When you rebalance your portfolio, you’re reestablishing your target mix of asset classes on a regular basis. And when you don’t rebalance, it’s akin to letting the market decide your asset allocation. Over time, that can change your exposure to risk.
Let’s consider Matt and Jessica, a hypothetical couple who started out with a $300,000 portfolio in 2010. Their original allocation of 60% stocks and 40% bonds has delivered hefty gains since they set it five years ago, when the stock market started to rebound, and their portfolio has now grown to $524,300, not taking into account fees and expenses.
But different asset classes can grow at different rates, as the chart below shows, and now the equity part of their portfolio is weighing in at about 71% of their allocation, and bonds a mere 29% (a roughly 70/30 split).
To rebalance, Matt and Jessica would need to sell some of the assets that have appreciated the most—stocks, at the moment—and buy bonds. But with the S&P 500® index up nearly two and half times over the market low of March 2009, they’re tempted to let the good times roll on (and let their portfolio be).
At this point, they might remind themselves that rebalancing is about more than just managing your exposure to certain asset classes—it’s about managing your exposure to risk. In this case, if the couple had rebalanced back to their 60/40 allocation every year, they would have roughly the same amount—$516,800 vs. $524,300—but without the added risks that the more aggressive 70/30 allocation could bring.
Additional benefits of rebalancing
That’s not to say that rebalancing is a magic bullet. But to help maintain their target allocation and reduce unwanted risk exposure, it would be wise for Matt and Jessica to rebalance in a disciplined way—to manage their portfolio based on their risk tolerance, not market performance, says Rob Williams, managing director of income planning at the Schwab Center for Financial Research.
Granted, it can take nerves of steel to prune back a rising asset and buy more of one that’s fallen in value, but a more useful perspective is that you’re reestablishing the optimal level of risk for your plan. Also, by rebalancing, you:
- Harvest your gains in a methodical way
- Manage your portfolio’s risk to stay in line with your objectives and risk tolerance
“Rebalancing helps you to do what you know you should do—but might not do without a plan: Buy low and sell high, in a disciplined fashion over time,” Rob says.
Instilling the discipline of rebalancing
Sometimes it helps to have a few guidelines (or tools) to help you stick to your plan.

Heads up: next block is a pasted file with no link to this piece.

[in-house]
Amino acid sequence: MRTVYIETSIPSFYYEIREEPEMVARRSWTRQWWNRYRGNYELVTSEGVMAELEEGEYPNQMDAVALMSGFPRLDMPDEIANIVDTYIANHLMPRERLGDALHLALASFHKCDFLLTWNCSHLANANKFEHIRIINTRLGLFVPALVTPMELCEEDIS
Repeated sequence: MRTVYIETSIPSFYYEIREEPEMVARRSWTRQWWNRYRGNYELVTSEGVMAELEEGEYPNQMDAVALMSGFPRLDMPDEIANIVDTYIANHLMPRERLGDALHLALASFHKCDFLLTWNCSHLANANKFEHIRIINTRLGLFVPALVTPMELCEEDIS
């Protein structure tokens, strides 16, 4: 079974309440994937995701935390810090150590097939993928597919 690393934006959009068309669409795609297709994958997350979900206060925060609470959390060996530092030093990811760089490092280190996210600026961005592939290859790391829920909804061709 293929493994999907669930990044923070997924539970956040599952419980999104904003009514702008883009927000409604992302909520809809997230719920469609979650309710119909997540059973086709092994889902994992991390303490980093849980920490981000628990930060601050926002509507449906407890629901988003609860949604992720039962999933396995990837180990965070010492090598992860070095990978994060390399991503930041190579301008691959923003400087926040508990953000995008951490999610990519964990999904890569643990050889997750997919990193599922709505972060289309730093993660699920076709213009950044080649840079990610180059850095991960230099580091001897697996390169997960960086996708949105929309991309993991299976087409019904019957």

First, review your asset allocation annually to make sure it’s appropriate for your goals and time horizon. This questionnaire can help you assess your portfolio in light of your current situation.
Next, write down your general investment goals and strategy, and then stick to them. This will help you protect yourself from panicked—or overly lax—reactions to bad markets or news. Behavioral finance research shows our brains are hardwired to feel a loss more acutely than a gain, which can tempt you to bail out of a falling market, Rob cautions.
Include rebalancing as part of your plan, and specify ranges for your allocation to each asset class. An example: “My goal is to be within X allocation, and if I get 5% out of whack, I’ll implement my rebalancing strategy.”
And last, check the tax ramifications before you buy and sell. In tax-deferred plans, such as IRAs and 401(k)s, there are no tax consequences for making changes to your allocations. But you may owe tax on realized gains (not to mention transaction costs) within your taxable brokerage account, so be judicious about how often, and what investments, you sell to rebalance. One way to avoid triggering taxes in taxable accounts: Use new savings to buy asset classes in which you’re underweight, instead of selling existing securities to rebalance.
You don’t have to go it alone
As a way to manage risk and prevent portfolio drift, rebalancing makes sense. But it can be hard tactically as well as emotionally to follow through and execute, especially when your assets are in several accounts. If you prefer not to manage rebalancing on your own, there are other options: